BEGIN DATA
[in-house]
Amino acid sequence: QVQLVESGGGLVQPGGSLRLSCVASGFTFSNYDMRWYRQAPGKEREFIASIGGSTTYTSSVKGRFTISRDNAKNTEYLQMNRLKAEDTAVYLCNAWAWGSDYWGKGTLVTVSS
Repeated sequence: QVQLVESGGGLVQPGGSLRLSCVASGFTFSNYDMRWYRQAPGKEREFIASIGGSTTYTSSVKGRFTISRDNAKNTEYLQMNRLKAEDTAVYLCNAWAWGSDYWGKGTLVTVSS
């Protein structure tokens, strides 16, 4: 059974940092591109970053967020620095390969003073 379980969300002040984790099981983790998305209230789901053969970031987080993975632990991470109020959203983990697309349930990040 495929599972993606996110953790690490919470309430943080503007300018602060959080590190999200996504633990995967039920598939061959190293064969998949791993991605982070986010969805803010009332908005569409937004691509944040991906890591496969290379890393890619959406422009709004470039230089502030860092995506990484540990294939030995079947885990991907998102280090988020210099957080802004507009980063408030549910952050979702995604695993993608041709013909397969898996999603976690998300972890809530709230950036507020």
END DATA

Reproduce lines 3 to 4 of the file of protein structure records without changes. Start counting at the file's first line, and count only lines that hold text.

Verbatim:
Repeated sequence: QVQLVESGGGLVQPGGSLRLSCVASGFTFSNYDMRWYRQAPGKEREFIASIGGSTTYTSSVKGRFTISRDNAKNTEYLQMNRLKAEDTAVYLCNAWAWGSDYWGKGTLVTVSS
């Protein structure tokens, strides 16, 4: 059974940092591109970053967020620095390969003073 379980969300002040984790099981983790998305209230789901053969970031987080993975632990991470109020959203983990697309349930990040 495929599972993606996110953790690490919470309430943080503007300018602060959080590190999200996504633990995967039920598939061959190293064969998949791993991605982070986010969805803010009332908005569409937004691509944040991906890591496969290379890393890619959406422009709004470039230089502030860092995506990484540990294939030995079947885990991907998102280090988020210099957080802004507009980063408030549910952050979702995604695993993608041709013909397969898996999603976690998300972890809530709230950036507020």